The Topper Social Club was a popular bar and live music spot in Niagara Falls that opened in 1926 as the go-to joint for swing-era sounds. The club moved through many guises – including a tenure as a genuine speakeasy – before finally closing its doors in 1996.
Late in 2012, the club was reopened under new management, after undergoing significant restoration of woodwork and decorative aspects from its initial Roaring ’20s heyday.
For the past six months, the Topper’s new owners have been trying out a concept that takes its impetus from the community co-op model. Patrons of the club – which features live music every Wednesday evening through Saturday evening – are encouraged to purchase a share of the club for $100 each. This fee earns the patron monthly vouchers to exchange for drinks and food. Cover charges for entertainment evenings also are waived for patrons. The idea is to build a devoted local community of Topper patrons, though it should also be noted that the club is open to everyone, not just members.
The Wednesday evening shows in Topper have been generating a buzz as something fresh and unique on the music scene. Billed as a “Musician’s Reunion,” the evening draws musicians from both sides of the U.S.-Canadian border to what one patron describes as “way more than a jam session.” Presided over by house band Big Tobacco, “Musician’s Reunion” has become the go-to event for many tenured members of the blues, rock and jazz community, all of whom take the opportunity to sit in with peers and colleagues to offer a solid evening of entertainment.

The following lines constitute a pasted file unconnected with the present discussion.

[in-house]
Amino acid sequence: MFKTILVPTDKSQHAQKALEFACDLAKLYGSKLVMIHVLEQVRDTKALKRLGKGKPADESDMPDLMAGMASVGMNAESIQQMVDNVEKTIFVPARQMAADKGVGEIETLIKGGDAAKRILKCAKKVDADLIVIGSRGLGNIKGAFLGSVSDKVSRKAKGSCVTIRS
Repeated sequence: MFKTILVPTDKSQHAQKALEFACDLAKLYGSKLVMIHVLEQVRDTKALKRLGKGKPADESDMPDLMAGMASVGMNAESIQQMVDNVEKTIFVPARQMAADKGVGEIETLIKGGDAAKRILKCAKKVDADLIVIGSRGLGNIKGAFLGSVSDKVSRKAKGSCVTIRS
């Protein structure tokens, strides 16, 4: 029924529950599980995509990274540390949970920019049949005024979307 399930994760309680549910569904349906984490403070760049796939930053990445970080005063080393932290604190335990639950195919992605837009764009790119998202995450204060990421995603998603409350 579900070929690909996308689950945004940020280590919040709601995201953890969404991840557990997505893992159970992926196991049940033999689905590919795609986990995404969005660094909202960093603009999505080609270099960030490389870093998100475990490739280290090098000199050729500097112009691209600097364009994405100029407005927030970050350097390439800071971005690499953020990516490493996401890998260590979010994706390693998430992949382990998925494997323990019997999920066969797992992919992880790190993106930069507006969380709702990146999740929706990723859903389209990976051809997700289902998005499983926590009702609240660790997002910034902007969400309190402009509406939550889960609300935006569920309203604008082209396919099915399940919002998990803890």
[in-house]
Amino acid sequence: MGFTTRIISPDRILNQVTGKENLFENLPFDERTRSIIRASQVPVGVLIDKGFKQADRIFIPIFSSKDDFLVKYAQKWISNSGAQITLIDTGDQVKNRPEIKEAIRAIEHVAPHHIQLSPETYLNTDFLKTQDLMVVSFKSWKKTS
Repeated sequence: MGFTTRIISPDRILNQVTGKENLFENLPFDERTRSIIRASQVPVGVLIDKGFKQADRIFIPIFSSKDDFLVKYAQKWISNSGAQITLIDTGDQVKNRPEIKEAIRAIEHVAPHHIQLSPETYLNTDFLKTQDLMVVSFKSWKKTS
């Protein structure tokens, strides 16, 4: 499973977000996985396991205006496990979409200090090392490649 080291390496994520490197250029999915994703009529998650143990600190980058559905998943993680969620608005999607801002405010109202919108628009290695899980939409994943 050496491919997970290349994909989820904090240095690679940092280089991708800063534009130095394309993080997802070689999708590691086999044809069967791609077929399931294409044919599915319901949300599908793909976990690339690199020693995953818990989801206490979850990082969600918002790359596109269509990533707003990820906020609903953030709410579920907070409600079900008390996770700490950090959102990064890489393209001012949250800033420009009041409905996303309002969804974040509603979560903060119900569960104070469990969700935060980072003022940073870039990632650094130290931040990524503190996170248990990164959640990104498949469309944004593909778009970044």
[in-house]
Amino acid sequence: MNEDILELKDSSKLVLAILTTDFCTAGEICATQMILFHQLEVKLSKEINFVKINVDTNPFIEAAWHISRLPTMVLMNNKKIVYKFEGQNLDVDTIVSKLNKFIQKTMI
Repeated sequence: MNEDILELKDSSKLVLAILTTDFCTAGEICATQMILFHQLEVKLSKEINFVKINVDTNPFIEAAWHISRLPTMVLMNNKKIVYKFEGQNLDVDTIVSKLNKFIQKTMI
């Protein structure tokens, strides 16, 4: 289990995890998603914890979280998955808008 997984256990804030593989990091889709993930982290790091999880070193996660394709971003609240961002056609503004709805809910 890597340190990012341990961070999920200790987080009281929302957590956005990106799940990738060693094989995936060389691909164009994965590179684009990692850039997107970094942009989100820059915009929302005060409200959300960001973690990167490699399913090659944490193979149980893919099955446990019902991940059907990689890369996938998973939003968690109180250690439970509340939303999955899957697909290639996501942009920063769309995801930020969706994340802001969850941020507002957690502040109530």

This seems like a concept that deserves some support. Whenever a community-minded ethos prevails, our area’s music scene is strengthened, and we all benefit. “Musician’s Reunion” takes over the Topper (492 19th St., Niagara Falls) from 7 p.m. to midnight Wednesdays. Learn more through Topper’s Facebook page.
We are the Millers
Dive House Union singer/guitarist David Michael Miller and his son, Joshua Miller, are headed to Memphis in late January to represent Western New York in the annual International Blues Competition. The two are entered in the duo category, beneath the moniker Bare Bones. If you’ve seen Miller with DHU, you know he’s a beast of a guitarist and an incredibly soulful singer, and I’m guessing the apple didn’t fall too far from the tree in this instance.
Taking four days off of work and traveling to Memphis, then covering room and board for the duration, is tough for just about anyone who finds themselves in the professional (but not internationally famous) musician tax bracket. The Millers will ably represent the depth of our region’s talents in Memphis, so it makes sense that we would show support.
We can do that by attending this week’s Thursday Night Blues with Anita West series in the Central Park Grill (2519 Main St.) at 7 p.m. This weekly gig is normally a freebie, but a $5 donation to help defray the Millers’ out-of-pocket costs will be accepted. Members of the Campbell Brothers Band, Dive House Union and Tommy Z. will join the Millers.